PandoraBoxx's avatar

You may enjoy http://www.visualthesaurus.com, which has definitions, synonyms, audio pronunciation, and all sort of fun.

ABoyNamedBoobs03's avatar

to get by in life? not really, most people are too busy talking out of their asses that most words get gargled up anyway…

but I do try to be accurate and aware when I’m speaking, I find it makes it much easier to express myself and also allows you to choose your words much more accurately and effectively when you’re attempting to convince someone of a certain idea.

ekans's avatar

I use ANKI to enlarge my vocabulary as well. When I come across a similar situation, where I got the general sense of the word, but missed a part or wasn’t exactly correct, I put it into the pile of cards that is to be reviewed not at the end of the session, but the next day. This gives me the satisfaction of knowing that I got the card mostly right, but still need a little work on it. If I continually get the word not quite right, I start putting it into the pile for review at the end of the session.

mattbrowne's avatar

Depends on your job. If you’re an editor it’s very important. If you’re a hip hop singer it’s probably less important.

Shegrin's avatar

I also fancy myself a bit of a wordsmith, much to my friends’ chagrin. Sometimes it’s better to try to get your point across to the masses in simple terms. Also, correct people when they use a word incorrectly or use an incorrect word. My ex is famous for saying, “Here, can you just scam through this and summarize it for me?” Maddening. In today’s society, we are a dying breed. The best we can do (being so outnumbered) is to just edit as we go along and hope someone actually re-reads it.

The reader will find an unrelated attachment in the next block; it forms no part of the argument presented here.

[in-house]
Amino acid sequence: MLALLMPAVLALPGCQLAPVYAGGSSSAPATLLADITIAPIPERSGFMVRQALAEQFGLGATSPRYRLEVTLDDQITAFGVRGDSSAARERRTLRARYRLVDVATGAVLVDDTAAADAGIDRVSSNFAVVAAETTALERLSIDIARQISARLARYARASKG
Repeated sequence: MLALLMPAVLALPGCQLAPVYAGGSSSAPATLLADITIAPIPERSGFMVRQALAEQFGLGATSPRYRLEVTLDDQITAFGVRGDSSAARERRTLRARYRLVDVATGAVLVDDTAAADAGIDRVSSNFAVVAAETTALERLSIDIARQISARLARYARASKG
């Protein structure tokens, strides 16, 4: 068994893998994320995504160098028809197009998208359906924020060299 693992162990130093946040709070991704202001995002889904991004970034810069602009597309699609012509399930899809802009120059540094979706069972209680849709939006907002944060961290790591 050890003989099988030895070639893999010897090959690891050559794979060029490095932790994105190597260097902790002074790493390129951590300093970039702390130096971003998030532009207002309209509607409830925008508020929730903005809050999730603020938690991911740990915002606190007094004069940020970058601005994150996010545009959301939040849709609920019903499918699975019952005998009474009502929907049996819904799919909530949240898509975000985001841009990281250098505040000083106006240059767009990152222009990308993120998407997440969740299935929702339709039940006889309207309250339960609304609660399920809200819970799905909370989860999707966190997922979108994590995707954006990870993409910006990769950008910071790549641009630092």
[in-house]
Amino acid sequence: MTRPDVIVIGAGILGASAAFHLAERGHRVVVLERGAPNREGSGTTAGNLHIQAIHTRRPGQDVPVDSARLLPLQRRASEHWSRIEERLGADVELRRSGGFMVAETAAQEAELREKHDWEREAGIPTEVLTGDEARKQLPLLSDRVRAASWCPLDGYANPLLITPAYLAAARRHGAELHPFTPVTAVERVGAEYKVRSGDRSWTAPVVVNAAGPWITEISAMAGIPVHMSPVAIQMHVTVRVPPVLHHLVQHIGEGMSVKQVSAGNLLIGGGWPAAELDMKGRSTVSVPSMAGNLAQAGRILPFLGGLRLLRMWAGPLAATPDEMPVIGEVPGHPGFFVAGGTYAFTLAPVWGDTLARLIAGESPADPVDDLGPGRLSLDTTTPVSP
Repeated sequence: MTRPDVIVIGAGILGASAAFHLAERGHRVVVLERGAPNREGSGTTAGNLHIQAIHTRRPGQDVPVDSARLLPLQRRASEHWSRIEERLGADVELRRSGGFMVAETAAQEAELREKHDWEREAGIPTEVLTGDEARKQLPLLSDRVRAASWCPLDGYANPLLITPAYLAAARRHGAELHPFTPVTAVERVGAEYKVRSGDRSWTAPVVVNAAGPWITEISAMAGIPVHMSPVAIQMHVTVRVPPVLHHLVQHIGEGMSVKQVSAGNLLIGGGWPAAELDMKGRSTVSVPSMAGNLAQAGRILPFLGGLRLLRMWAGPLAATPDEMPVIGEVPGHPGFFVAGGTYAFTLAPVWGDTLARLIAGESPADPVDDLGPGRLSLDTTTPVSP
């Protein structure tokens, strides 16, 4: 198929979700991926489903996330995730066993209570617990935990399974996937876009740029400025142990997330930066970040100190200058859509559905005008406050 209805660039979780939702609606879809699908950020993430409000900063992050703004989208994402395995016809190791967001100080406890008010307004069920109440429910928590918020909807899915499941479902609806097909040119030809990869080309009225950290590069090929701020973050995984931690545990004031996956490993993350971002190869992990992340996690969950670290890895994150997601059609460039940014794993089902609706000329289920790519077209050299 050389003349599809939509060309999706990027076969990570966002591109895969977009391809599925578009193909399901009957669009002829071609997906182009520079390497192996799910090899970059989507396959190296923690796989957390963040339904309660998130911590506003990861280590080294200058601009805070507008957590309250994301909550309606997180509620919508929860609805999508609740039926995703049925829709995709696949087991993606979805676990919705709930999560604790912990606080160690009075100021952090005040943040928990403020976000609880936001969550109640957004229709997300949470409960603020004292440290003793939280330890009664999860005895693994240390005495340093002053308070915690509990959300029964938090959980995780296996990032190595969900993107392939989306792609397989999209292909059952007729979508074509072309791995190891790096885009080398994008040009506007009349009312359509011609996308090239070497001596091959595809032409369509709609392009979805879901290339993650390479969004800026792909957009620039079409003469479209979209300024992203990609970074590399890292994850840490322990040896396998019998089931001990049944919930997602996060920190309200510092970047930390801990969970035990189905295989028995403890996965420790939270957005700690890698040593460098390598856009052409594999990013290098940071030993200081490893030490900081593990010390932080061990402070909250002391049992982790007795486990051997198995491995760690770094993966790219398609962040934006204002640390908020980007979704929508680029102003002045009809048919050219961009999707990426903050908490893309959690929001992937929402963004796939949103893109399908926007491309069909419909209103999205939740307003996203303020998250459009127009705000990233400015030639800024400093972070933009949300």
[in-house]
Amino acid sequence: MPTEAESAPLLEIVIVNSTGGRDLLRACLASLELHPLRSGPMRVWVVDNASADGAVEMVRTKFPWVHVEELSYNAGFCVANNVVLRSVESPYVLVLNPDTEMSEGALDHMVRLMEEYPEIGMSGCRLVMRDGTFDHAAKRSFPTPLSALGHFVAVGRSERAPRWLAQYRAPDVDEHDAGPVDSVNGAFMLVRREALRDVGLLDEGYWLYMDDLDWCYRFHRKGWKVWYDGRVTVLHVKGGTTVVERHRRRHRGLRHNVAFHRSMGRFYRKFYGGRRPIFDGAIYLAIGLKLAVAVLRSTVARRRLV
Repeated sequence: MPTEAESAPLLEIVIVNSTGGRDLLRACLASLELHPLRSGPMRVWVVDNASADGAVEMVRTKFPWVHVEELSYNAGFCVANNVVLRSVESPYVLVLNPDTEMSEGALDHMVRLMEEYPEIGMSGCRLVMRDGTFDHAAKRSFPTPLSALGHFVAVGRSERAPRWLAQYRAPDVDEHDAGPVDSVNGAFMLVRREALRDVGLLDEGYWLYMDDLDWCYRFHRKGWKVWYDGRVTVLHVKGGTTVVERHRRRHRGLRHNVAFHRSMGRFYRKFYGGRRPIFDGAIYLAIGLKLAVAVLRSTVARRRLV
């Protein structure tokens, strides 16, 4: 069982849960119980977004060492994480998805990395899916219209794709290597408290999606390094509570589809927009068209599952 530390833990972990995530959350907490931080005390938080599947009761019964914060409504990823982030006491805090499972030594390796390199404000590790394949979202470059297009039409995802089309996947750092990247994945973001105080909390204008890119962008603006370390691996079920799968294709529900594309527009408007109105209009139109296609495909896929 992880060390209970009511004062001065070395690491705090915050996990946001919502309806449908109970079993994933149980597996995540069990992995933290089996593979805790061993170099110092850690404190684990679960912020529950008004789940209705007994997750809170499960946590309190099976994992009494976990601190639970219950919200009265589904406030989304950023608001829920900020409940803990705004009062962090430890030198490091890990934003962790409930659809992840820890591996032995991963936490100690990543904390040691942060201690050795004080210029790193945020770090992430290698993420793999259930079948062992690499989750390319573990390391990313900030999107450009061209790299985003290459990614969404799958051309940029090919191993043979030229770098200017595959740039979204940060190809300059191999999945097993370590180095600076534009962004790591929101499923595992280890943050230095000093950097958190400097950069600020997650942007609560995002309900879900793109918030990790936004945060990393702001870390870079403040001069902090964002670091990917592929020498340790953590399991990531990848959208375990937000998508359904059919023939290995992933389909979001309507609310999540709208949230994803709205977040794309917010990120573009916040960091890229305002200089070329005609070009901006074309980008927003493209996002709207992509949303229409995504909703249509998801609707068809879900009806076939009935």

Tomfafa's avatar

It seems the Q is becoming purely academic… nothing wrong with that. I say that to really find the importance of correct vocabulary, use it! Become a wine taster and you’ll see how important the precise right words really are. Not to mention how pleasurable wine becomes. Same for orchestral compositions of any era… learning the right way to intellectually describe what we hear is what makes humans! It is these collection of pleasures that makes life worth living. Try it with sex. My list is long… make your own. Enjoy!

Response moderated
Response moderated
Response moderated
Response moderated

Answer this question

Login

or

Join

to answer.
Your answer will be saved while you login or join.

Have a question? Ask Fluther!

What do you know more about?
or
Knowledge Networking @ Fluther